Thursday, October 27

Don't You Wish You Were Psychologically Rich?

I'm used to hearing art (narratives, performances, and other depictions) being described as "psychologically rich". But last night on public television there was a snippet of a woman who was claiming the suffering certain people had undergone made them "psychologically rich", and what a great thing that was. So you suffer tell yourself it makes you "psychologically rich". Better yet, when you see someone else suffer, tell them it's making them "psychologically rich" Lucky them!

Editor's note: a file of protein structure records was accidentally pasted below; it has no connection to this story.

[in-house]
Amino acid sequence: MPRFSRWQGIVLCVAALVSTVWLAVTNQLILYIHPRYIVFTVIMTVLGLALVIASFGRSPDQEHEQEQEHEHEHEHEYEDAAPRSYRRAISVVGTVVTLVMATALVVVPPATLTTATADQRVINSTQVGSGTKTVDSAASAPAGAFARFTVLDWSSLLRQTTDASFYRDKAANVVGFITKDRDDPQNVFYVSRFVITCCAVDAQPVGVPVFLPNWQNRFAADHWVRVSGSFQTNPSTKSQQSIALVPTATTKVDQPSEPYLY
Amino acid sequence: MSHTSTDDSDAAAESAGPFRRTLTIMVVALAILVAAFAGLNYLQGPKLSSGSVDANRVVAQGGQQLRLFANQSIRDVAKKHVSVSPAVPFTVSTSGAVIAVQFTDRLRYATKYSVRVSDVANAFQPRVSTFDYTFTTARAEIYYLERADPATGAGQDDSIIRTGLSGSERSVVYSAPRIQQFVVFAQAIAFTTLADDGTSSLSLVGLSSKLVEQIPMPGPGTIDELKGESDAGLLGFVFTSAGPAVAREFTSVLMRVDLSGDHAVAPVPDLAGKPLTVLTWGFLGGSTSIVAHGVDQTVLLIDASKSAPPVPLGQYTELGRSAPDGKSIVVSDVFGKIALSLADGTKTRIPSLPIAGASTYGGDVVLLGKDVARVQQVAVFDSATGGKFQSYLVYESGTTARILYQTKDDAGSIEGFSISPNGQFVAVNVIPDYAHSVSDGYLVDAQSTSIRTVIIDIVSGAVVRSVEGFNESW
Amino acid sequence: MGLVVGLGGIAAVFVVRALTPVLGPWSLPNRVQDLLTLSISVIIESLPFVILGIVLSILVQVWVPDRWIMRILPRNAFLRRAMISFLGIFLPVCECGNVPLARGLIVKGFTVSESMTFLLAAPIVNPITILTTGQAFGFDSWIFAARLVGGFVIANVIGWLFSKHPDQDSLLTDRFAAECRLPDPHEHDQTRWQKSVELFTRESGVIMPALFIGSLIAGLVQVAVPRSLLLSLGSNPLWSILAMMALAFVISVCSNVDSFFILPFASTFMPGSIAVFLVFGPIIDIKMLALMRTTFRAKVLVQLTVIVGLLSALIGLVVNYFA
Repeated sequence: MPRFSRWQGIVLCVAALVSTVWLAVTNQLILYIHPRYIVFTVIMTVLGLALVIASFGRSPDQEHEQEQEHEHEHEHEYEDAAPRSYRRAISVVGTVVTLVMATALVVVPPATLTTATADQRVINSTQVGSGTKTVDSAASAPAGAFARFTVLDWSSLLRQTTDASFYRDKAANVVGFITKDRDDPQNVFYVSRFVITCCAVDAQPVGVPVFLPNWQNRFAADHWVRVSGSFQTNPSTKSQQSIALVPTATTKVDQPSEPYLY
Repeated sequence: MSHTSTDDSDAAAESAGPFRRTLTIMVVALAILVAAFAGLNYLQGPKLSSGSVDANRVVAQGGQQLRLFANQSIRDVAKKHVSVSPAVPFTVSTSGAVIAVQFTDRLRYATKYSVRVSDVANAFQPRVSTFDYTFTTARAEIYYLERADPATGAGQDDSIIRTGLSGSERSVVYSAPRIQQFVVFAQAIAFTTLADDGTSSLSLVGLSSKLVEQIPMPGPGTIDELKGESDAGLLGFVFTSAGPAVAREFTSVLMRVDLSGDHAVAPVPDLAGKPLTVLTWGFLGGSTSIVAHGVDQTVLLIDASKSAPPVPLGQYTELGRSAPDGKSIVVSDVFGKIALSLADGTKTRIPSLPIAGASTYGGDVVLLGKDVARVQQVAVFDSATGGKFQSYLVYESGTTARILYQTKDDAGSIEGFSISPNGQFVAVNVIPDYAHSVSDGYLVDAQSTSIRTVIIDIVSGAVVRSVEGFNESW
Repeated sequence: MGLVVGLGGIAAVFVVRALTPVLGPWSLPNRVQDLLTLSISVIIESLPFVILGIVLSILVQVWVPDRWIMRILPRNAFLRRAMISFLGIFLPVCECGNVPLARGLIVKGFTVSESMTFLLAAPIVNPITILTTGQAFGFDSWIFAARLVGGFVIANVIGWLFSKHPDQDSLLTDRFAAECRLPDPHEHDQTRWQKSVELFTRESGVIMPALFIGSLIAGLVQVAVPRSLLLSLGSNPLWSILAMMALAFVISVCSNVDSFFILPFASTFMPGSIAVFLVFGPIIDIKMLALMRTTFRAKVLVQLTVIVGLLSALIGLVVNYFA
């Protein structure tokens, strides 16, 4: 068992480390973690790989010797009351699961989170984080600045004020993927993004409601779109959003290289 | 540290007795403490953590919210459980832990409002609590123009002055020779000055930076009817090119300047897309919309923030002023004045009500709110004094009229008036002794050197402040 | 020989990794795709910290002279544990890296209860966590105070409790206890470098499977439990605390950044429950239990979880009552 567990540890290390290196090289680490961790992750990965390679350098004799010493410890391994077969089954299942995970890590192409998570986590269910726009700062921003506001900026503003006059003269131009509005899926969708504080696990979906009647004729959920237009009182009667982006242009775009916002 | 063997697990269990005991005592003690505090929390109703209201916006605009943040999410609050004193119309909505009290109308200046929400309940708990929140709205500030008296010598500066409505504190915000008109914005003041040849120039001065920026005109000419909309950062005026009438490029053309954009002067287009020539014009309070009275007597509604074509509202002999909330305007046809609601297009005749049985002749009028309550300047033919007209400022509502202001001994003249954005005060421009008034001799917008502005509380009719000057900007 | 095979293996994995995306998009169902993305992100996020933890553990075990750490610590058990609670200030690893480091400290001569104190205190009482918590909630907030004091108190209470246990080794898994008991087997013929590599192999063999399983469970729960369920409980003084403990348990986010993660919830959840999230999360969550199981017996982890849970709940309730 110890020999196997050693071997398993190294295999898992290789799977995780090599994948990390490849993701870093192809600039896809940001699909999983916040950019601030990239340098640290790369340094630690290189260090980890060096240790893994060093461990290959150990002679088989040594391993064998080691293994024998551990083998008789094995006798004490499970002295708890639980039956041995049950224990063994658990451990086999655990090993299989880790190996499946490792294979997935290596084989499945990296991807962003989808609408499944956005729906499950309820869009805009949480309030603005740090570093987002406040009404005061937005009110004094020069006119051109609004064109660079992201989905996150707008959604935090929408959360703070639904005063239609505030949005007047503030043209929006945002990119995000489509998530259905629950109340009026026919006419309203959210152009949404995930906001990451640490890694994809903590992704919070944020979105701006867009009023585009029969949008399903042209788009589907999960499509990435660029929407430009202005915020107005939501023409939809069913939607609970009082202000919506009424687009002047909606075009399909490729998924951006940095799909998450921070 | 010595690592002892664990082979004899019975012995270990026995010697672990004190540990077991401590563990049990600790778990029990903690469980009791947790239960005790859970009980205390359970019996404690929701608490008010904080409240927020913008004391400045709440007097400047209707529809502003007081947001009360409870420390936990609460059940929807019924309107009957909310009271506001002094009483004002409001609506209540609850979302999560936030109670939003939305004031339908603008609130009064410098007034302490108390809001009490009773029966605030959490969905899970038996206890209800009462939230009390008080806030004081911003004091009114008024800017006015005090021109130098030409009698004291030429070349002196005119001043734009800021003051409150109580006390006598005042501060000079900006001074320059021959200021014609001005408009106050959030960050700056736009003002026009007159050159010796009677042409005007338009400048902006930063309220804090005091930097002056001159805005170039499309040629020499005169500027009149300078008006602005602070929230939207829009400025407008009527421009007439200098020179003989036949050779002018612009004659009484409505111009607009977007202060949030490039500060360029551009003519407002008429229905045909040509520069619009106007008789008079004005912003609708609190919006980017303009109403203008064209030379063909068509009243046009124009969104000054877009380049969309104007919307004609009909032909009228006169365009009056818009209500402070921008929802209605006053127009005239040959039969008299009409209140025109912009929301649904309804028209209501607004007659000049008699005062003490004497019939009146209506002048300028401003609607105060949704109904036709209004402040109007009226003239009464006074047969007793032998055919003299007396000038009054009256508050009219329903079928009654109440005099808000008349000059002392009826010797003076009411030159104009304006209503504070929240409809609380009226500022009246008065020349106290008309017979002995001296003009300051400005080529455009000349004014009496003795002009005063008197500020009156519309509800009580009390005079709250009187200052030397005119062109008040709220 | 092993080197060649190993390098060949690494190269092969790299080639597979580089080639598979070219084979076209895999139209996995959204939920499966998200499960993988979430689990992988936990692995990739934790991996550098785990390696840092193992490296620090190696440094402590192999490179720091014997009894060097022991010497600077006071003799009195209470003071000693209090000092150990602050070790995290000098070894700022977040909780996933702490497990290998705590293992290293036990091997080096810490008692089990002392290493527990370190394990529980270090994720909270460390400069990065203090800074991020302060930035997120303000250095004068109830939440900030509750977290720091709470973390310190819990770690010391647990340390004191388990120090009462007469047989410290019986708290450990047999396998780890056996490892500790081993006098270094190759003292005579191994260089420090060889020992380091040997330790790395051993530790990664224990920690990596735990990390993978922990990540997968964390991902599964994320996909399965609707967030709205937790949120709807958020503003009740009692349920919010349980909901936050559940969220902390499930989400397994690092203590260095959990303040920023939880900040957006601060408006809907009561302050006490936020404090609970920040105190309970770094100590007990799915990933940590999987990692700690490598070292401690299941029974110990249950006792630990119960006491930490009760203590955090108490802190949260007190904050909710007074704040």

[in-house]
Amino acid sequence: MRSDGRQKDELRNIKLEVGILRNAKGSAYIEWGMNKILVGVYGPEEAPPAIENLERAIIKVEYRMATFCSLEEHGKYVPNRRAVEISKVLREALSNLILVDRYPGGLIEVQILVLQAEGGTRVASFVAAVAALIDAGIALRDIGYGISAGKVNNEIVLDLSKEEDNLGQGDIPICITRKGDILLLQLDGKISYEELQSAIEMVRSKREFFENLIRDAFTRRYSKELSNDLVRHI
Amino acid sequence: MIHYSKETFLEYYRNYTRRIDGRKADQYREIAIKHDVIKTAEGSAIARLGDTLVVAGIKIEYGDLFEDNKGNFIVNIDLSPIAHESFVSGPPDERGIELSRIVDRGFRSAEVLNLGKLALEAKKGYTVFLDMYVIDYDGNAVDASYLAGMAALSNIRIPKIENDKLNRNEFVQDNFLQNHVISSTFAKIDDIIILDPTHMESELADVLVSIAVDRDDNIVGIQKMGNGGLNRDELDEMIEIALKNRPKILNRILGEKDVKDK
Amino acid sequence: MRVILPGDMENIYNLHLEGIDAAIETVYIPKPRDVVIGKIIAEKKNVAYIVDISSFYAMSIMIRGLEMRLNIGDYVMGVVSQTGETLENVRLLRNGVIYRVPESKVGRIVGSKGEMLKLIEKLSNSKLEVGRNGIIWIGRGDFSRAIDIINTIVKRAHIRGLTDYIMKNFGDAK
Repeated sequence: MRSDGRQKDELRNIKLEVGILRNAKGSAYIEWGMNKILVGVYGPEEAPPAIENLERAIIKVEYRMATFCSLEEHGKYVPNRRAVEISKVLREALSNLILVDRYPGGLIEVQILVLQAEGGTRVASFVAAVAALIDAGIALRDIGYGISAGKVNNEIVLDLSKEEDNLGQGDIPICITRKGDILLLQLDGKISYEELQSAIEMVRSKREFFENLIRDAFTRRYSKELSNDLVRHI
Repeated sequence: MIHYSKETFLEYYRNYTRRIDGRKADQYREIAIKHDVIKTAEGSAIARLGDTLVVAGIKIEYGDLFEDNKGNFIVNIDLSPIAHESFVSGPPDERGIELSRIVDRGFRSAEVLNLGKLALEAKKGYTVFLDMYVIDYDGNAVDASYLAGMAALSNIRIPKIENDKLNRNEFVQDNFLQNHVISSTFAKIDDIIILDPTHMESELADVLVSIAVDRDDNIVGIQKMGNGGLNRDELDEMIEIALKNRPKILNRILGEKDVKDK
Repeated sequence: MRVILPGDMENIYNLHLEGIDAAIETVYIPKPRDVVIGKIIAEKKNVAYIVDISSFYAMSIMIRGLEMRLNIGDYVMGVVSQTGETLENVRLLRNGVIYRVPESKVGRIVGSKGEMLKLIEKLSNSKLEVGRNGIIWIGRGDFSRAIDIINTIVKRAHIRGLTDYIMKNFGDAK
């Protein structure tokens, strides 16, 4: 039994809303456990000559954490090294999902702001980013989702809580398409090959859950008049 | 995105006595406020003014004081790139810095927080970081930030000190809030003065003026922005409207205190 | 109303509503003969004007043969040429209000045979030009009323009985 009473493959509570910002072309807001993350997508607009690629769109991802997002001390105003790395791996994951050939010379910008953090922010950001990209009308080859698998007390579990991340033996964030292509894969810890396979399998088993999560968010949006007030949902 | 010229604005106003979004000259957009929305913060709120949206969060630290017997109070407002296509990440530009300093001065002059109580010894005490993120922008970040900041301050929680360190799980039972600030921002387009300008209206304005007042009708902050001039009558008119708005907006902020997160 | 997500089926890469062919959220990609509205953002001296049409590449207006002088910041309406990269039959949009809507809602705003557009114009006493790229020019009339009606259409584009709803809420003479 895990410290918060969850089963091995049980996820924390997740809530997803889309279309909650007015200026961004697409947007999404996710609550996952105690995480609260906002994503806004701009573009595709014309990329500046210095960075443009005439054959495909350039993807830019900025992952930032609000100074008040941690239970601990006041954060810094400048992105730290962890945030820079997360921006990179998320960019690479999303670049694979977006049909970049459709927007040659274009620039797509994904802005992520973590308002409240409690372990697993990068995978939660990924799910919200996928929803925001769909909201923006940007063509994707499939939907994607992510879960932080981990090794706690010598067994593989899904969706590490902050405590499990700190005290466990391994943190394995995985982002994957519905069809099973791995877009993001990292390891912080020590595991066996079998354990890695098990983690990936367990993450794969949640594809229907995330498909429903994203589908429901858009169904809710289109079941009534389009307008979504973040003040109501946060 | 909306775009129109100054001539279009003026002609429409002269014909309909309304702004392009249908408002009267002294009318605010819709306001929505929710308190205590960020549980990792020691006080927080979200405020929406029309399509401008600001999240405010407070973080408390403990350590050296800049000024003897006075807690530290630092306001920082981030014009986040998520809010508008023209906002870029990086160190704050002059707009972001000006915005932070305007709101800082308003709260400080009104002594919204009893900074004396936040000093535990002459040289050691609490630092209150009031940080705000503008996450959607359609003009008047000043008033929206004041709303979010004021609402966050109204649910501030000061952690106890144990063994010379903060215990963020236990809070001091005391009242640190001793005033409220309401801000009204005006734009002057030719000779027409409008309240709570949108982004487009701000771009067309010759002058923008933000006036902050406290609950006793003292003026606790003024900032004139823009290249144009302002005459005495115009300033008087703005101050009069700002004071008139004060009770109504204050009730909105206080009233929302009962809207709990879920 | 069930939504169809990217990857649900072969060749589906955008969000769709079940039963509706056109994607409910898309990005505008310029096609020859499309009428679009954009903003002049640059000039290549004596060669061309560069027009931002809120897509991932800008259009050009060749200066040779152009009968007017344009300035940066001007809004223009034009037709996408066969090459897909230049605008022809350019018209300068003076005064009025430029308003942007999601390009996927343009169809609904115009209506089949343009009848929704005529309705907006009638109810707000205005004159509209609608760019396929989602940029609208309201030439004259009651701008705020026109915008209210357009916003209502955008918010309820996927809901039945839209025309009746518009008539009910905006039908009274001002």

I think it was in the preview to Episode Four of Destination America (Breaking Free: A Woman's Journey) that I heard this remarkably stupid explanation. It's not unlike what Norman Geras quotes of Dylan Evans, who writes
Look at the way we live now, in the west. We grow up in increasingly fragmented communities, hardly speaking to the people next door, and drive to work in our self-contained cars. We work in standardised offices and stop at the supermarket on our way home to buy production-line food which we eat without relish. There is no great misery, no hunger, and no war. But nor is there great passion or joy. Despite our historically unprecedented wealth, more people than ever before suffer from depression.
Ah, for a little misery! So then, war is a good thing?

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